Bright blues from below

Found living in kelp beds along the coasts of Norway, Iceland, the UK, Portugal and the Canary Islands, the blue-rayed limpet is distinguished by the vibrant blue parallel lines that run along its translucent shell. Recently, scientists at MIT and Harvard discovered two key structural features within the limpet’s shell that result in a blue so vibrant that it radiates even in murky waters.

Upon an initial scan of blue-rayed limpet shells, researchers found no surface difference between the blue-rayed limpet shells and those of any other mollusk. However, just 0.03mm below the surface, the scientists found a fascinating difference. Here, the regular plates of calcium carbonate found in mollusk shells were drastically different, featuring two distinct structural arrangements: a multilayered structure with regular spacing between calcium carbonate layers that takes on a zig-zag pattern and then below this, a layer of randomly dispersed, spherical particles.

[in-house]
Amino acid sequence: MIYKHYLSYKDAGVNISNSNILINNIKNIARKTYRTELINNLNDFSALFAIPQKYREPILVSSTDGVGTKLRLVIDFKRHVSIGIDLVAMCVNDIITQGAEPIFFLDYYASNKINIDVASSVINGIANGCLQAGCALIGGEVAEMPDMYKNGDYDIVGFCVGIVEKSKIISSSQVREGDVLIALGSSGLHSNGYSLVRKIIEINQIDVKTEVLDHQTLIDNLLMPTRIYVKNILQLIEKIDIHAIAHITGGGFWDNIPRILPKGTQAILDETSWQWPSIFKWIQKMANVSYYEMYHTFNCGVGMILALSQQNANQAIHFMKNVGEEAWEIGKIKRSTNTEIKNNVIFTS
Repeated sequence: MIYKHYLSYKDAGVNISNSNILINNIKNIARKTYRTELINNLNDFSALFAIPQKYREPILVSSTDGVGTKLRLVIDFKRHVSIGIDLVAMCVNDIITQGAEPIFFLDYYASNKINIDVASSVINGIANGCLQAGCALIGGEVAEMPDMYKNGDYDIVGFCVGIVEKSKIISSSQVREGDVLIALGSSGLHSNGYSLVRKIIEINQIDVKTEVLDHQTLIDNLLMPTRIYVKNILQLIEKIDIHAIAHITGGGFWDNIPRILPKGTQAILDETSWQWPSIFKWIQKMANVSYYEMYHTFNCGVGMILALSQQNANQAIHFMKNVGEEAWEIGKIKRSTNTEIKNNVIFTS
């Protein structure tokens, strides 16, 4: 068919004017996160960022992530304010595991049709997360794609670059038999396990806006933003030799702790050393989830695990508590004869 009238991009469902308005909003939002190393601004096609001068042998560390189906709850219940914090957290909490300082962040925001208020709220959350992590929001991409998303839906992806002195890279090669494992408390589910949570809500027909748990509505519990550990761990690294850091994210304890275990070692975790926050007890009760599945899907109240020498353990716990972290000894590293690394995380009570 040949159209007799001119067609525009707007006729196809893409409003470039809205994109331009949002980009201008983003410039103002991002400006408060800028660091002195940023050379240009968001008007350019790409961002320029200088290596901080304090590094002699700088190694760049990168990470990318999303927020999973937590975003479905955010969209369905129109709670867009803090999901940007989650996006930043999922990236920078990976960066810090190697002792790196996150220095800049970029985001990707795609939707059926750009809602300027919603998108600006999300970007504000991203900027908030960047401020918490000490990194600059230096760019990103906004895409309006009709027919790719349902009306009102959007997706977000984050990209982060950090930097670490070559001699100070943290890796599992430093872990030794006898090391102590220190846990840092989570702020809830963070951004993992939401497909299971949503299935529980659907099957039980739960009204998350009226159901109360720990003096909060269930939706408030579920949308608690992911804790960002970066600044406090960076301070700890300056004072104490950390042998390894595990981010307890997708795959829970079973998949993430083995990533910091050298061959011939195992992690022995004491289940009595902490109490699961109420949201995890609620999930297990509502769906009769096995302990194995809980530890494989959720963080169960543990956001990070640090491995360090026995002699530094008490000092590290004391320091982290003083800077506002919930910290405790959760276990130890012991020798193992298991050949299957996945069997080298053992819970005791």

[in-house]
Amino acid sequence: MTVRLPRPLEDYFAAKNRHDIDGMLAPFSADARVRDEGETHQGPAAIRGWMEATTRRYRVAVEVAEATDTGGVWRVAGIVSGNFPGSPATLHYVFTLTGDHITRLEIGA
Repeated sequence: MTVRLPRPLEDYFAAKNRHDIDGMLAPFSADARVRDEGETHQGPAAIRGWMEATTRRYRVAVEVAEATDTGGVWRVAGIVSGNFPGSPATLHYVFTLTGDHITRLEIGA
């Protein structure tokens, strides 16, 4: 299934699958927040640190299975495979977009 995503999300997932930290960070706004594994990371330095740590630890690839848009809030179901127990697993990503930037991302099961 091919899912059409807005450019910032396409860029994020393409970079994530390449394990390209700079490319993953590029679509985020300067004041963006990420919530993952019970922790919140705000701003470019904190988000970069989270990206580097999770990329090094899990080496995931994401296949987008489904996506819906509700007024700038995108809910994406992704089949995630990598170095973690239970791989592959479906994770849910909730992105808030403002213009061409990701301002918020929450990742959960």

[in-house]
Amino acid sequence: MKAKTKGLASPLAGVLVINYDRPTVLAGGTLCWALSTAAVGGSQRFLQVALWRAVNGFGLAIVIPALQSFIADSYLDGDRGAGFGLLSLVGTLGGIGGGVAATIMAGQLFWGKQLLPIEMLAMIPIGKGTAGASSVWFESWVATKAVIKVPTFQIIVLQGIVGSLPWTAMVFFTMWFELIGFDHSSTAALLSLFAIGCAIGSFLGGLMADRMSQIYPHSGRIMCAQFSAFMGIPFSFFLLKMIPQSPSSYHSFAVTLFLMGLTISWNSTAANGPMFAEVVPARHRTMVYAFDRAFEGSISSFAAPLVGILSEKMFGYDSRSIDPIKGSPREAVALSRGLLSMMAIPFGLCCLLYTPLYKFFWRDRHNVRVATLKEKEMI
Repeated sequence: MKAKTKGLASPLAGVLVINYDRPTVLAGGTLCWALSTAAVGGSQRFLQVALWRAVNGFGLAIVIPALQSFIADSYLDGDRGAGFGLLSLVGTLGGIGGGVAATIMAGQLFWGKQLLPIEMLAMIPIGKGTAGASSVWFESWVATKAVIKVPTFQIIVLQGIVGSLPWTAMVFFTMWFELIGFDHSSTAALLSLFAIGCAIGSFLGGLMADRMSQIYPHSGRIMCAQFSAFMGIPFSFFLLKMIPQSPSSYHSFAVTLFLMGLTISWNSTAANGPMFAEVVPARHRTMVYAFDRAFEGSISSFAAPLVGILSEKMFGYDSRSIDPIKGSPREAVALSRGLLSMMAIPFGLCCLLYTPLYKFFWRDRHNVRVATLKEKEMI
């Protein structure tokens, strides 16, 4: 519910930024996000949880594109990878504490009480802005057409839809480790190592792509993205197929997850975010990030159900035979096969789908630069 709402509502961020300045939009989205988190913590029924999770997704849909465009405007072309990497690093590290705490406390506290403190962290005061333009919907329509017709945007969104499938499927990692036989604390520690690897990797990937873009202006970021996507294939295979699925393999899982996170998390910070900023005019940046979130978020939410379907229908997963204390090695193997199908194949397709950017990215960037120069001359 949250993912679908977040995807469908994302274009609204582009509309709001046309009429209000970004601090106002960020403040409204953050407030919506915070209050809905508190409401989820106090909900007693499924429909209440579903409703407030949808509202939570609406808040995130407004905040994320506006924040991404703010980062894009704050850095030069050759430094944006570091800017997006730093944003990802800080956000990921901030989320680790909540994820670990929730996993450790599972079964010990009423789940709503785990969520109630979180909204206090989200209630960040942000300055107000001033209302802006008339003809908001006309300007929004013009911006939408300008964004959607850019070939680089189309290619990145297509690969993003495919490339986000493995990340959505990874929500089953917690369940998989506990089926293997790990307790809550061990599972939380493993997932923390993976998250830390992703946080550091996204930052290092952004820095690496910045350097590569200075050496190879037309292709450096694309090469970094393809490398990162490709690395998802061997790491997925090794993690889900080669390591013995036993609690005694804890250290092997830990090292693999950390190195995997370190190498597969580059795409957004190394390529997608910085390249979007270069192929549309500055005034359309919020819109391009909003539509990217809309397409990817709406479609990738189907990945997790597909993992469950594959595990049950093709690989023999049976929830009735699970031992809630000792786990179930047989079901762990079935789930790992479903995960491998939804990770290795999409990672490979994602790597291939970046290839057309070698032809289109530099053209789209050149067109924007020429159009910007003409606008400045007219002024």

It was found that the zig zag pattern acts as a filter, reflecting only blue light. The underlying particles absorb the remaining light that passes through the shell, making the blue even brighter and more radiant than it would otherwise be.

It is hoped the discovery could in the future serve as a guide to creating transparent display on windows and glass screens without need for an internal light source.

Via MIT News